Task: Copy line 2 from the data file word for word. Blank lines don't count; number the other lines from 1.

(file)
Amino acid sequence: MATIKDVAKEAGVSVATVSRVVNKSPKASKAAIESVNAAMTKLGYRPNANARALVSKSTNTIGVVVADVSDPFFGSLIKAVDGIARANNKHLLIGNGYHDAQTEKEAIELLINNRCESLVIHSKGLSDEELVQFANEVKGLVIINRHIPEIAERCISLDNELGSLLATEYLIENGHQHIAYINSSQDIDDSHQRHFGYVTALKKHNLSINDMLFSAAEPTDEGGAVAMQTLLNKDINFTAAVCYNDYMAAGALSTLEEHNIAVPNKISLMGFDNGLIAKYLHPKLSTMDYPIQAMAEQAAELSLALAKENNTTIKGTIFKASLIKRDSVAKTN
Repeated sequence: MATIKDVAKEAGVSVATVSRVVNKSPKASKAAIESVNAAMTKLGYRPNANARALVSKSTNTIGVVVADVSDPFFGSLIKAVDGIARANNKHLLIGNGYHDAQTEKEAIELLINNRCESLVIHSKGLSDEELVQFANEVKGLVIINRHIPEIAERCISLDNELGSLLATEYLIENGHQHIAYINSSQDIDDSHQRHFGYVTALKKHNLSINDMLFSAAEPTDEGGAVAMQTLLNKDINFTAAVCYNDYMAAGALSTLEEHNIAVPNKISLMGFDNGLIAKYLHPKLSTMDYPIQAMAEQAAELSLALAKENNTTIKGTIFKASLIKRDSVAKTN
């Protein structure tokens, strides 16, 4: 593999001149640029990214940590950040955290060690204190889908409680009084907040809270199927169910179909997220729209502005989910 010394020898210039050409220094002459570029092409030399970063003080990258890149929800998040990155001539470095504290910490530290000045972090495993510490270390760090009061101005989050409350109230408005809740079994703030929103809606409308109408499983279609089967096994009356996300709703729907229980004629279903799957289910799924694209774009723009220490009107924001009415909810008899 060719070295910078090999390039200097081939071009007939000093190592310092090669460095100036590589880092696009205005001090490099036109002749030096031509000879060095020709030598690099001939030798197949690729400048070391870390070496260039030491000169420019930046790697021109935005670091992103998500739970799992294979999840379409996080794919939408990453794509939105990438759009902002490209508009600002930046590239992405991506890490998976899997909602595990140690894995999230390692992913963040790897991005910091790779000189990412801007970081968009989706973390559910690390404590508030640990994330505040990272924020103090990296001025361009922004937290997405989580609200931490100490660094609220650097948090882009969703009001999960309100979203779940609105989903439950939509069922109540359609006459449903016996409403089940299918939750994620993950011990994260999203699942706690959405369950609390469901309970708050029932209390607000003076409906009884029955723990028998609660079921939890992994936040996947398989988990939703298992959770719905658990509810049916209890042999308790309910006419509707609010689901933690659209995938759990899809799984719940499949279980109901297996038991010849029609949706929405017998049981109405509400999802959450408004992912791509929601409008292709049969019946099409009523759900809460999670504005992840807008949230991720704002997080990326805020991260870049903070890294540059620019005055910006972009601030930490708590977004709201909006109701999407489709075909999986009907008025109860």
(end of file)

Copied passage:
Repeated sequence: MATIKDVAKEAGVSVATVSRVVNKSPKASKAAIESVNAAMTKLGYRPNANARALVSKSTNTIGVVVADVSDPFFGSLIKAVDGIARANNKHLLIGNGYHDAQTEKEAIELLINNRCESLVIHSKGLSDEELVQFANEVKGLVIINRHIPEIAERCISLDNELGSLLATEYLIENGHQHIAYINSSQDIDDSHQRHFGYVTALKKHNLSINDMLFSAAEPTDEGGAVAMQTLLNKDINFTAAVCYNDYMAAGALSTLEEHNIAVPNKISLMGFDNGLIAKYLHPKLSTMDYPIQAMAEQAAELSLALAKENNTTIKGTIFKASLIKRDSVAKTN